As a regular programmer I was quite accustomed to storing program information as blob files (binary large objects). In C# this is really easy, you just mark a class as serializable via the [Serializable()] attribute, special fields that you don’t wish to be serialized you mark as [NonSerialized]. Finally you create a BinaryFormatter for the actual serialization and de-serialization and you’re done. Source code (note: there’s no error handling in any of the source code to keep things short) would look something like this:
Pointing the stream at a file would generate a binary file. Using blobs is very easy, it takes only a few lines of code to store and retrieve an object. However the generated output is not human readable. And a program which was written in a different language and/or has no access to the original class file (be it in compiled form or not) will not understand, let alone modify the file, correctly without a lot of effort.
A different take on this are INI-files, which are files where an attribute is named and a value is followed. An ini file could look like this:
This file is human readable and easily understood and edited by either computers or humans. This file was generated by the following code, which is not really complex, but there are some big problems which I haven’t solved yet.
As you can see, serialization and de-serialization is not as automated as you’d hope for. We have to write the code for each action ourselves, which can be cumbersome if we are dealing with large and/or numerous classes. Also classes that we serialize need to have only public fields that we want to store, or have some kind of constructor (that maybe accepts a nice struct) that allows us to set all fields. There’s also another problem, there is no clear syntax on arrays, we could of course invent some syntax, but this would differ from program to program. Another problem is how do we save text that contains a ‘=’ char. We could solve this by using escaping or by using a special dummy character, although these problems are all solvable, the way these problems are solved differ from application, which makes it hard to make applications interact with each other.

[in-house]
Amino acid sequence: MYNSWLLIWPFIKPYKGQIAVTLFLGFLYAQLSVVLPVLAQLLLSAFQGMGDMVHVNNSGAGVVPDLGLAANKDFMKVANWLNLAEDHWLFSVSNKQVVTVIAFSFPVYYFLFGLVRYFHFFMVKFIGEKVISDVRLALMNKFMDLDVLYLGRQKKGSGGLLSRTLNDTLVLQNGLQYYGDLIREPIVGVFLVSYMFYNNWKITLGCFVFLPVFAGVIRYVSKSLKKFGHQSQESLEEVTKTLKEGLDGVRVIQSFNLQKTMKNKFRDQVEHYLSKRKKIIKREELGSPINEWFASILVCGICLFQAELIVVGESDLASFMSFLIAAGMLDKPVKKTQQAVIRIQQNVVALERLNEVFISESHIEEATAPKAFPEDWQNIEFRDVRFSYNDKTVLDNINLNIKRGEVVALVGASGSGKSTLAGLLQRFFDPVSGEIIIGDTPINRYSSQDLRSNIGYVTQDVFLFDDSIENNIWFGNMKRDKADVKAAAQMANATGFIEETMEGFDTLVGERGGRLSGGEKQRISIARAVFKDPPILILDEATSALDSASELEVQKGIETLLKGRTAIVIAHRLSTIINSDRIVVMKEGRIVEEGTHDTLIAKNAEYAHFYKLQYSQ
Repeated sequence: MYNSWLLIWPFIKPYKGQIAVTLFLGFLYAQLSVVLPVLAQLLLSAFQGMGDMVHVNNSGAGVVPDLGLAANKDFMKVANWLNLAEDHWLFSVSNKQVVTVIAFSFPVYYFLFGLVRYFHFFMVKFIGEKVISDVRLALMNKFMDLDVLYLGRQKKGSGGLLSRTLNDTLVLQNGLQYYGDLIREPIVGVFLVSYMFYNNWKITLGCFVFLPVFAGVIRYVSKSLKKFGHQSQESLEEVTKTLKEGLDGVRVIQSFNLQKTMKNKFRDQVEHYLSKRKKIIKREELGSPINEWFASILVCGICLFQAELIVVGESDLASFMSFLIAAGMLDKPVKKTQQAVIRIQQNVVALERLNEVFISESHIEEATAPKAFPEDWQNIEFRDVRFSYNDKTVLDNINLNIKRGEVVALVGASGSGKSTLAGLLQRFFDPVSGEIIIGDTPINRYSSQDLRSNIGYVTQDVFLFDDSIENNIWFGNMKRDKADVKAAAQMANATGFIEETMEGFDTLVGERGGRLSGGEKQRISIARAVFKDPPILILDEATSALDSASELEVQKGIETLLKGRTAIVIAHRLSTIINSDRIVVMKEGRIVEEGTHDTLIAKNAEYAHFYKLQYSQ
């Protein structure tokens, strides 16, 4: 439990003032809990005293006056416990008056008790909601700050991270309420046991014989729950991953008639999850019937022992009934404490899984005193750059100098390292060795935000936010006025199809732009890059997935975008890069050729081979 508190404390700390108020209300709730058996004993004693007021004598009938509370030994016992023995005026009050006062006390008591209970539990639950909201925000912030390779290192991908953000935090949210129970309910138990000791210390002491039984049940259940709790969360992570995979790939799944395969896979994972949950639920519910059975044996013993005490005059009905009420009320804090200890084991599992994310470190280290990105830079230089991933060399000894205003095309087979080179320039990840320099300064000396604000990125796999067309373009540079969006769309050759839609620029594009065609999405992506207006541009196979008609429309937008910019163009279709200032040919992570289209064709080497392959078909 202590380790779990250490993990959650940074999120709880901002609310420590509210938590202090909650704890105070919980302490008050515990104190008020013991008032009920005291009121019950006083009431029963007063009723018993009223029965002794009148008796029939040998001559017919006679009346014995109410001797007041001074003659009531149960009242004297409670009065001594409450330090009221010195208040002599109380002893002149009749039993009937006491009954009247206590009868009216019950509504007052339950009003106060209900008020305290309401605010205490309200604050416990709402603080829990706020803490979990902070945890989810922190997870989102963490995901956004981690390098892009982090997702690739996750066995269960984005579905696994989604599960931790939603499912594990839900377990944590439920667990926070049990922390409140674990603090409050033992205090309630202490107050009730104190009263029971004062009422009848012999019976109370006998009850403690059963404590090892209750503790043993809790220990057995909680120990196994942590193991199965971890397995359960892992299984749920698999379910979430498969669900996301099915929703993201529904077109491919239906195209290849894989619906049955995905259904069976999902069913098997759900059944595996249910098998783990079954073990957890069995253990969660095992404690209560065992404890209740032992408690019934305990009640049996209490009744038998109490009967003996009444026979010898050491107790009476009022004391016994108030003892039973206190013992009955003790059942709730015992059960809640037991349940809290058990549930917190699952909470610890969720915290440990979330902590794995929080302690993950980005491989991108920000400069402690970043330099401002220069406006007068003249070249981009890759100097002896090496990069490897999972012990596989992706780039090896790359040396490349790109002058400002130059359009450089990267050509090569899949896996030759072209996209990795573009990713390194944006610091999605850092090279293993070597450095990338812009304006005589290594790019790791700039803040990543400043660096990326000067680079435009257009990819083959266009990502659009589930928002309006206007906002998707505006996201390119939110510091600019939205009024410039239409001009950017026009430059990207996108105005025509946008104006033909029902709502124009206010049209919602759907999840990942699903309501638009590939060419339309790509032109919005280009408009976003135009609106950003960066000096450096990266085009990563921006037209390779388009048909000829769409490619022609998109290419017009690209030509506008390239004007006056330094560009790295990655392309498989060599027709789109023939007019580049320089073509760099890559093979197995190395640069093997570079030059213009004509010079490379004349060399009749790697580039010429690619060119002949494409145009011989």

In the comments Alex correctly states that with reflection you could get automatically get all the objects members automatically, you can even introduce your own attributes or respond to the existing attributes like [nonserialized]. Of course this would make ini serialization and de-serialization a lot easier. However reflection code is often very complex so I won’t put any source code here. But maybe I’ll write a separate tutorial about reflection.
So let’s try another type of serialization, XML (eXtensible Markup Language) has been quite the buzz lately, it’s being used to create web pages (XHTML) and a lot of web services and web APIs communicate via XML. Some databases even allow us to save XML and to search through XML and in .Net there is even a separate XML namespace (System.XML). As with most things, it’s trivially easy to serialize to XML in .NET.
XML is human readable and very understandable by machines. However the syntax is a bit complex sometimes. The tree like structure is understandable, but when do we write an attribute between two tags like ‘Name’ or do we use the parameter syntax like in ‘Stuff’? Or both. There’s also a lot of confusion about arrays, we could use a tree like structure and creating a new leaf for each element in the array, but there are other solutions. The syntax for serialization to XML looks quite like that of serialization to BLOB. We mark the class as serializable by setting it as a root element via [XMLRootAttribute(…)] and stuff we don’t want to serialize we mark with [XmlIgnore]. To beautify the XML output we can even add attributes to different fields to specify the arguments, type and name).
New knowledge for me is that JSON in .Net is fully integrated into the .Net Framework. But you have to manually add the references to “System.ServiceModel.Web” and System.Runtime.Serialization.XmlObjectSerializer to your project to take full advantage of this. Take a look at the following sourcecode:
As you can see the JSON serialization syntax closely matches that of the BLOB (BinaryFormatter) syntax, which makes it easy to use, but there is less control over the output than with XML.
Special thanks to creator1988 for pointing me to the JSON serializer.